Head to head: GB’s ladies take on Australia

Shortly after Britain’s Olympic trials came to a close, Steve Parry was quoted as rating Britain’s women as third best in the world, just behind the US and Australia. That seemed a reasonable claim, although China may also be challenging for the third spot, but there was a nagging doubt that perhaps GB was closer to overtaking Australia than it seemed.

Not being ones to let sleeping dogs lie, we thought we’d test the hypothesis and pit GB’s women against their Antipodean counterparts in a virtual dual meet across the Olympic programme. While it’s a bit of fun, the aim was to see whether Australia’s undoubted depth could counter the areas that Britain clearly had some stronger individuals, such as fly and freestyle.

The format was simple; a duel meet using the top two swimmers in each event from the respective Olympic trials. Trials results only were used rather than rankings so that the results were as close together as possible in time. Relay squads were picked using the top 4 in the 100m and 200m freestyle events and the fastest individual swimmers for the form events. A takeover tolerance of 0.5s per takeover was adopted. Results were scored 4-3-2-1 in the individual events and 7-0 in the relays.

The results were as follows:

Event 1st 2nd 3rd 4th
50 Freestyle Francesca Halsall 24.13 Cate Campbell 24.44 Bronte Campbell 24.61 Amy Smith 24.80
100 Freestyle Francesca Halsall 53.57 Melanie Schlanger 53.85 Cate Campbell
Amy Smith
200 Freestyle Bronte Barratt 01:55.99 Kylie Palmer 01:56.04 Rebecca Turner 01:57.65 Caitlin McClatchey 01:58.07
400 Freestyle Rebecca Adlington 04:02.35 Kylie Palmer 04:03.40 Bronte Barratt 04:05.74 Joanne Jackson 04:06.47
800 Freestyle Rebecca Adlington 08:18.54 Kylie Palmer 08:26.60 Eleanor Faulkner 08:27.11 Jessica Ashwood 08:27.97
100 Butterfly Ellen Gandy 57.25 Francesca Halsall 57.56 Alicia Coutts 57.59 Jessica Schipper 57.88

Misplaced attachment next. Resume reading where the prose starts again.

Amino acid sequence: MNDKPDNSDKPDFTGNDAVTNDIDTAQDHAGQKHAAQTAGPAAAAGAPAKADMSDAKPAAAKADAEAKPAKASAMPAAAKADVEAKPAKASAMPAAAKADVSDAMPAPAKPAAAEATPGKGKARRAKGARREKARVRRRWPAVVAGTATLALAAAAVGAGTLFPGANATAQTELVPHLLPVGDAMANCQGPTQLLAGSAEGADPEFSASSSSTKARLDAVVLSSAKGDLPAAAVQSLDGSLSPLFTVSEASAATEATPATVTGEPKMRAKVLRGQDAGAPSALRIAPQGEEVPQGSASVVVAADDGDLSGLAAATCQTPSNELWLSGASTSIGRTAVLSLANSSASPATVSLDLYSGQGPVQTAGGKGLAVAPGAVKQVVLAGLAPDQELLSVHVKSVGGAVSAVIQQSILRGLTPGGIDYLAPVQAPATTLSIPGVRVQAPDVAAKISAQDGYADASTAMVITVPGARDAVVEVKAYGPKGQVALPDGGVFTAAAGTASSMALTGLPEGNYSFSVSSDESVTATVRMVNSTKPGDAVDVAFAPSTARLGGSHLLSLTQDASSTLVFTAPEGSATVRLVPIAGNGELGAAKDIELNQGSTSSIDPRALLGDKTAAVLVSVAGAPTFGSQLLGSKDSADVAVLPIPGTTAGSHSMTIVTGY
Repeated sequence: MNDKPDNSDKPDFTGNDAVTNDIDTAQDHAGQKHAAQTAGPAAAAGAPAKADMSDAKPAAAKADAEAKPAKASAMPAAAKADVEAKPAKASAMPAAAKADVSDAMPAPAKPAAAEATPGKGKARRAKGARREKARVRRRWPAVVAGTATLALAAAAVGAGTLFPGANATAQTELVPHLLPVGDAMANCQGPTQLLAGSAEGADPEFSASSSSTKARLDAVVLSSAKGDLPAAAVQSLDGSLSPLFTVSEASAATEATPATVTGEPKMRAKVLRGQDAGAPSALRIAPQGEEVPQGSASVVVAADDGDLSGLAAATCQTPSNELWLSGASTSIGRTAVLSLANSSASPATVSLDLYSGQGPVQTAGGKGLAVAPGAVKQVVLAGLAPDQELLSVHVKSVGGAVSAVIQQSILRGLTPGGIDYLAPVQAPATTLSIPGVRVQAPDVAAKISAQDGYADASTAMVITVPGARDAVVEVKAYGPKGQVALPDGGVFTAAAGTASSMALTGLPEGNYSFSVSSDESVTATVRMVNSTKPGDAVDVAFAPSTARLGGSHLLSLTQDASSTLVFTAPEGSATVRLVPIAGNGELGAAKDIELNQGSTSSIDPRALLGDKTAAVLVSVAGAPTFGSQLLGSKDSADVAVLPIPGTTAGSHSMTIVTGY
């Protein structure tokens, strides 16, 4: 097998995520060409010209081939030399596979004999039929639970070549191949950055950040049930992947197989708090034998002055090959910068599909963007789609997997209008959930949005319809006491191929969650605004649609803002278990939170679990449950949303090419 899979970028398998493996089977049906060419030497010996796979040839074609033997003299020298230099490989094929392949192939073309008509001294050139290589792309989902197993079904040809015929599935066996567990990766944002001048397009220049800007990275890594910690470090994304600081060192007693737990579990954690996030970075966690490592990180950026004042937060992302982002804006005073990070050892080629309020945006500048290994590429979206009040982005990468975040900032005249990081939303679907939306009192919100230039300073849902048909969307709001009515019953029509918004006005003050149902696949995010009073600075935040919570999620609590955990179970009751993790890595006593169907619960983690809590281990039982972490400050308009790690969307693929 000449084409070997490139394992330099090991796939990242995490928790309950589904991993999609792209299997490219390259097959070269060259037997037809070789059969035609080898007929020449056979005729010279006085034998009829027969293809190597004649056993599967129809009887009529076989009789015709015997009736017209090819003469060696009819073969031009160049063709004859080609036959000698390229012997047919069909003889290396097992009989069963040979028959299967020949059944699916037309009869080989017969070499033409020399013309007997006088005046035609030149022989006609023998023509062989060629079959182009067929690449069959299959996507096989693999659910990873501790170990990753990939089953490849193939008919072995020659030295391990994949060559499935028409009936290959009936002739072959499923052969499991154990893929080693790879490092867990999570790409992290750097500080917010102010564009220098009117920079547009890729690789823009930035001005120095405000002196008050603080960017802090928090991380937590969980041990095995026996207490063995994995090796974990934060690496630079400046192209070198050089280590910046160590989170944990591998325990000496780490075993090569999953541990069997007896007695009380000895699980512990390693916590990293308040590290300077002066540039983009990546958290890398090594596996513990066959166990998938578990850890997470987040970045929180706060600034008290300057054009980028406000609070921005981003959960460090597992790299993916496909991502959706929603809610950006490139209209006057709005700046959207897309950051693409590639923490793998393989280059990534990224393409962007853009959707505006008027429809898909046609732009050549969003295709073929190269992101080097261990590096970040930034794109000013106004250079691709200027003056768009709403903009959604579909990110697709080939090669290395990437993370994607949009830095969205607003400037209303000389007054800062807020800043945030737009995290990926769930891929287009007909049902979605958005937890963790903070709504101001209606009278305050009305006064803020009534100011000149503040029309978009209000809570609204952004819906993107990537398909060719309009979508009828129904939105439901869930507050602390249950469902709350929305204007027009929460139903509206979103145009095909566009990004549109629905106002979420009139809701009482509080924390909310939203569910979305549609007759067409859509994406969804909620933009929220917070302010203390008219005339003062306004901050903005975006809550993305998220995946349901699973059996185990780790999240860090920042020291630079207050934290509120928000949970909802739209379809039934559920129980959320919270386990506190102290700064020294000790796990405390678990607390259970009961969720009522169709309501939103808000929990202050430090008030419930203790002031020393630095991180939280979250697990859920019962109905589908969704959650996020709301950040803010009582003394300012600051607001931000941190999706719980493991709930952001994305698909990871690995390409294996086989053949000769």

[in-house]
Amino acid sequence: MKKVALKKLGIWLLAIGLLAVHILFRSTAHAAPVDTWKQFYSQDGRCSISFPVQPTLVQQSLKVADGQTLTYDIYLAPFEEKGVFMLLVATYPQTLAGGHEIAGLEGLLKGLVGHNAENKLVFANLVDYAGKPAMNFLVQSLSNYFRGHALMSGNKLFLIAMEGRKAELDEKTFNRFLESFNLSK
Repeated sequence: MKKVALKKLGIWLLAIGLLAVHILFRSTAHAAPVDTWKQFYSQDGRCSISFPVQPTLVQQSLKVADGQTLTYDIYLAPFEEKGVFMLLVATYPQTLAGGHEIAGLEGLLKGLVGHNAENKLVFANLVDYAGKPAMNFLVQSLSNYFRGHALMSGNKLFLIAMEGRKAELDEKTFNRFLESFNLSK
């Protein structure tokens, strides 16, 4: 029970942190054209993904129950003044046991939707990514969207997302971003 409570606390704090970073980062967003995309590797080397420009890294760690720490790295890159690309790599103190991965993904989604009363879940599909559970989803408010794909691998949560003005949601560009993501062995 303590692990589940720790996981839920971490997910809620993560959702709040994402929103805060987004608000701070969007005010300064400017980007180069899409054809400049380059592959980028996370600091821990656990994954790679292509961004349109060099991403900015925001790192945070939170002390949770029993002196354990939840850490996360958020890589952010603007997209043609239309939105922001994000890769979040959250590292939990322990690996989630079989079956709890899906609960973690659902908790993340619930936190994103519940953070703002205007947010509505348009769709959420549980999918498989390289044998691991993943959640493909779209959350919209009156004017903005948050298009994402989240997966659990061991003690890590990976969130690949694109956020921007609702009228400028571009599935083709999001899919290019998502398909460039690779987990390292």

200 Butterfly Ellen Gandy 02:06.01 Jemma Lowe 02:06.37 Jessica Schipper 02:06.93 Samatha Hamill 02:08.92
100 Backstroke Emily Seebohm 59.28 Belinda Hocking 59.41 Gemma Spofforth 01:00.19 Georgia Davies 01:00.21
200 Backstroke Belinda Hocking 02:06.68 Megan Nay 02:07.83 Elizabeth Simmonds 02:08.67 Stephanie Proud 02:09.94
100 Breaststroke Leiston Pickett 01:06.88 Leisel Jones 01:07.64 Kate Haywood 01:08.07 Stacey Tadd 01:08.96
200 Breaststroke Tessa Wallace 02:26.31 Sally Foster 02:26.51 Stacey Tadd 02:26.63 Molly Renshaw 02:26.81
200 IM Stephanie Rice 02:09.38 Alicia Coutts 02:09.83 Hannah Miley 02:10.77 Sophie Allen 02:11.71
400 IM Hannah Miley 04:32.67 Stephanie Rice 04:33.45 Aimee Willmott 04:37.48 Blair Evans 04:37.80
4 x 100 Free Melanie Schlanger
Cate Campbell
Brittany Elmslie
Yolane Kukla
03:34.64 Francesca Halsall
Amy Smith
Rebecca Turner
Jessica Lloyd
4 x 200 free Bronte Barratt
Kylie Palmer
Melanie Schlanger
Brittany Elmslie
07:44.50 Rebecca Turner
Caitlin McClatchey
Eleanor Faulkner
Joanne Jackson
4 x 100 medley Emily Seebohm
Leiston Pickett
Alicia Coutts
Melanie Schlanger
03:56.10 Gemma Spofforth
Kate Haywood
Ellen Gandy
Francesca Halsall
Final Scores: Australia    91.5     :     59.5     Great Britain

So perhaps an unsurprising result, in that it’s a win for Australia but when the influence of the clean sweep of relays is discounted, the margin narrows to 70.5 to 59.5. Indeed it would not be beyond the realms of possibility for Gemma Spofforth and Lizzie Simmonds to have taken the two backstroke events which would have made it very tight indeed. Similarly if we considered only the top performer in each individual event, then Britain beats Australia by 7 wins to 6.

But it was the depth of the Aussie crew that told in the end, not only in the dominant relay wins, but also in the individual events; when an event was won by an Australian, the second placed swimmer was also from Down Under. Conversely when an event was won by a GB swimmer, with the exception of the two fly events, it was an Australian who was second and in several cases third as well.

None of which is to play down the GB performance, in what is at best a highly theoretical scenario. Almost certainly the gap would have been bigger leading into Beijing, but the fact remains that while Britain’s top ladies are amongst the best in the world, there is a noticeable drop off behind them by comparison with Australia. It is coming, but it’s this depth of talent that will need to develop over the next Olympic cycle for Britain to cement its status at the top table of world swimming.